French Interior Minister Gerard Collomb hs stated that a major terror attack could return the country to a state of emergency despite new broad-reaching terror laws enacted to replace it.
The new French terror laws passed by President Emmanuel Macron were meant to replace the state of emergency enacted after the Bataclan massacre in 2015 but according to the Interior Minister, they might not be enough.
Interior Minister Collomb said that while the new law protects the French, it may not be able to cope following a mass casualty attack, L’Express reports.
The new law allows authorities to keep certain emergency measures permanently, like the ability to carry out searches at properties belonging to terror suspects.
The Interior Minister also noted that twenty individuals were now placed under a form of house arrest in which they have to report to a local police station every day and are under constant surveillance. During the state of emergency 41 individuals were placed under a similar type of arrest.
France: Security Law that Replaces State of Emergency Passes
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Under the new provisions, authorities will also be allowed to shut down religious places of worship if they find out they are being used to spread radical Islamist propaganda. Identity checks will also be posted at airports, railway stations and near the French border, although searches of bags and other items will still require a court order.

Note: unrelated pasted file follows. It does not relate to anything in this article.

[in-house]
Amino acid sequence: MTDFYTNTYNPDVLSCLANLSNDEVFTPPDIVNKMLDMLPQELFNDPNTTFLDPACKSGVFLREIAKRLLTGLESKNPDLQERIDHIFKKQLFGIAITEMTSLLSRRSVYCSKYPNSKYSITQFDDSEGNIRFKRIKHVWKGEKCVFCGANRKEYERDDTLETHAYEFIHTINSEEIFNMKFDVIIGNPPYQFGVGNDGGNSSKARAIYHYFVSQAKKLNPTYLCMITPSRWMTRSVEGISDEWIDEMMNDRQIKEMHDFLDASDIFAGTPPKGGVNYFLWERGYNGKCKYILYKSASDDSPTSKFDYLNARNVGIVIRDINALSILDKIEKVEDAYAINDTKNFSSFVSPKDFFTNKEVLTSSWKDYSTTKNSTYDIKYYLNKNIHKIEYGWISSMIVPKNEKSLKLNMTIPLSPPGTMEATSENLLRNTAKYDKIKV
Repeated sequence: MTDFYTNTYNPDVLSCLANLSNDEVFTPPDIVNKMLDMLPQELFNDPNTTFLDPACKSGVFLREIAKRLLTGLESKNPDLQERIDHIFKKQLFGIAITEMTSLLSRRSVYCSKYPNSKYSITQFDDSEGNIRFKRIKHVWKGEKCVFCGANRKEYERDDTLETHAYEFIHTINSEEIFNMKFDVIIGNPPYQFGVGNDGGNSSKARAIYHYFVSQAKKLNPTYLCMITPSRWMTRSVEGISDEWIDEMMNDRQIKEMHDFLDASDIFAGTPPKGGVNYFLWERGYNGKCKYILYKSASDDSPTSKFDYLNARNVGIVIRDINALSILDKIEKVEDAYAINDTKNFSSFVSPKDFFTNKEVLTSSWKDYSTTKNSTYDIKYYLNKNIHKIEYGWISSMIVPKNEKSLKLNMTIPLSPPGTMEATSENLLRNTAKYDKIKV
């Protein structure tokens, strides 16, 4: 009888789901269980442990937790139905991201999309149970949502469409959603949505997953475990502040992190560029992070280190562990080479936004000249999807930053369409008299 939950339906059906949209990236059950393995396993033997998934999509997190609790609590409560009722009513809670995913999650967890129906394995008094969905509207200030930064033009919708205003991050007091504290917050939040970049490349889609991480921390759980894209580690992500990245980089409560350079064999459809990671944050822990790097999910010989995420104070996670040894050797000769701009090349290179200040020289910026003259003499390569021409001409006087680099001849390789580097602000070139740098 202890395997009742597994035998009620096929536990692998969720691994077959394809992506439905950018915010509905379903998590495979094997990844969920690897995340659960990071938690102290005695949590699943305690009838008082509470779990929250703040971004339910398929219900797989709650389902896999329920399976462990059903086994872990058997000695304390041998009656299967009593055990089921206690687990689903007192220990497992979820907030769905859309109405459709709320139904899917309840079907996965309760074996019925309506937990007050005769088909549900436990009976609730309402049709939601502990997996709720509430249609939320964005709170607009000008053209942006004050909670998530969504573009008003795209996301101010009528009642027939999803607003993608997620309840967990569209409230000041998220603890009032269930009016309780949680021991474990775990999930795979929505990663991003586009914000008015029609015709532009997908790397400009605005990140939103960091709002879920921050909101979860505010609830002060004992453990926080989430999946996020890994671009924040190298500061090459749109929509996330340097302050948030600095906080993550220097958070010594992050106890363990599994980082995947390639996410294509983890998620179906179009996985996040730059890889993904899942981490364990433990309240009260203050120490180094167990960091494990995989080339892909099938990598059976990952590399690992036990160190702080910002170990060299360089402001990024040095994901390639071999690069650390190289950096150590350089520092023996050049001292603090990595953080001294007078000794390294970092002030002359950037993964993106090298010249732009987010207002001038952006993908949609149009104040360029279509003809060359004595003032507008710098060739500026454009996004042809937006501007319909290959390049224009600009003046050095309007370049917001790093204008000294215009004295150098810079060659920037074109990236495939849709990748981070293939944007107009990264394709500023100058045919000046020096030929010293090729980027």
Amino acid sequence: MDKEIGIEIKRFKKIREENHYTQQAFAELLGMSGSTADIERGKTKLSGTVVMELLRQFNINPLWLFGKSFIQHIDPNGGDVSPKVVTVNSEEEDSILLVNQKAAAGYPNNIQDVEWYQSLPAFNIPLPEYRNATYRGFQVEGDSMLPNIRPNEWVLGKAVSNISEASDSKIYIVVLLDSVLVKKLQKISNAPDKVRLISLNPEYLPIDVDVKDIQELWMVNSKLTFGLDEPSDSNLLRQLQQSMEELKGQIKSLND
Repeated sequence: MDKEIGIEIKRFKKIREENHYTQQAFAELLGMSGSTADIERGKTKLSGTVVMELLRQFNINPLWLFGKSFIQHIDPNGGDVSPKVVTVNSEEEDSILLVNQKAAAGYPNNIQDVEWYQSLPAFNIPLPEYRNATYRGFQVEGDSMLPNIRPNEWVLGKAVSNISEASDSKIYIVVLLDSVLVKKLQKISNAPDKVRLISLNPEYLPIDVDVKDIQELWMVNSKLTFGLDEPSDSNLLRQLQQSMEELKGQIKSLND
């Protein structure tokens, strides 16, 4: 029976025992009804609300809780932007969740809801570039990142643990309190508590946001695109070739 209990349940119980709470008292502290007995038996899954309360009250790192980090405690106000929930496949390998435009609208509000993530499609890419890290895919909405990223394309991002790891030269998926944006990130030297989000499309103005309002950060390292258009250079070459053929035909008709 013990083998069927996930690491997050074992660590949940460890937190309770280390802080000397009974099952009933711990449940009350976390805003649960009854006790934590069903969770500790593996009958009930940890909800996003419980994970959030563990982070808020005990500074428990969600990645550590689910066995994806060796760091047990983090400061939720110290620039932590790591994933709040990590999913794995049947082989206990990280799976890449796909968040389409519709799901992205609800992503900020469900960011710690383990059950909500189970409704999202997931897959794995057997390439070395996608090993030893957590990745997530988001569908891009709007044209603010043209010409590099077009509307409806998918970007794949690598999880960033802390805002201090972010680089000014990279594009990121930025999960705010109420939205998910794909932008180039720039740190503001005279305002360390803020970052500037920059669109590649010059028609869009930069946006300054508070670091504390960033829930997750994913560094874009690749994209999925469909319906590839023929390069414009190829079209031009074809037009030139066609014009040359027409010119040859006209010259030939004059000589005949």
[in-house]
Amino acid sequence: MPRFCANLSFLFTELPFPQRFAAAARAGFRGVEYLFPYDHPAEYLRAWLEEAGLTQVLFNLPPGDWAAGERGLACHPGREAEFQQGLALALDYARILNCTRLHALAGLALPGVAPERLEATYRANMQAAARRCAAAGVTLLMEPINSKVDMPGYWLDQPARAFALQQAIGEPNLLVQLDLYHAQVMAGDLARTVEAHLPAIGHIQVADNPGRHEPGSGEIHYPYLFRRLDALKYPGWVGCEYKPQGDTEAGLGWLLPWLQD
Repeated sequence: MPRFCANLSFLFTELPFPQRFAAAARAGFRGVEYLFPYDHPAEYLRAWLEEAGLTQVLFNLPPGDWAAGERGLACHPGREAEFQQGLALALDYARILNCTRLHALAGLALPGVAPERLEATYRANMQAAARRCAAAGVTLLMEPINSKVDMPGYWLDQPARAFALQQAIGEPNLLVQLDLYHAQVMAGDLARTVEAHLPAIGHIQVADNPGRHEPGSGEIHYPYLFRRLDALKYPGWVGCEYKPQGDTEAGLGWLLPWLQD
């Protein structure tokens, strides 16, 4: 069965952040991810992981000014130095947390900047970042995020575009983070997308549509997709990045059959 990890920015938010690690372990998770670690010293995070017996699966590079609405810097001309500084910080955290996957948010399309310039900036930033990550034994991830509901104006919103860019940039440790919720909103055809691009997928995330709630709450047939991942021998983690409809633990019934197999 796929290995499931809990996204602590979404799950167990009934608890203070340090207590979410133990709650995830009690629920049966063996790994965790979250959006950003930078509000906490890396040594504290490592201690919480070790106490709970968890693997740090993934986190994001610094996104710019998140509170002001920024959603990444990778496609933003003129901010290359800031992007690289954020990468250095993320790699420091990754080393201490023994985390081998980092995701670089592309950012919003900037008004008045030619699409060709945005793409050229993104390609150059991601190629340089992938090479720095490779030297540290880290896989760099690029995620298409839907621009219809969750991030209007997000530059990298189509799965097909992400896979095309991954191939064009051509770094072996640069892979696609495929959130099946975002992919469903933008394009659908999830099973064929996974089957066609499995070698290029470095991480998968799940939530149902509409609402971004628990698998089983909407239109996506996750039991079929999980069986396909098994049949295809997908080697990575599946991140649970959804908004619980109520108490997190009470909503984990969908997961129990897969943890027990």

Earlier this week Collomb said that under the state of emergency authorities had foiled 32 potential radical Islamist attacks. One of the most notable was during the French election campaign when jihadists targetted anti-mass migration candidate Marine Le Pen along with polling stations and local bars in Marseilles.
Despite soiling several major plots, there were a number of terrorist attacks during the state of emergency including the most recent at the Saint-Charles railway station in Marseilles.
While none of the attacks has been as deadly, or as cruel and gruesome, as the Bataclan massacre in which 130 people were killed, many fear that further attacks could occur due to a massive rise in extremism since the attack. A report from earlier this year claimed a 60 per cent rise in the number of people on the Terrorist Prevention and Radicalisation Reporting File (FSPRT) since the November 2015 attack.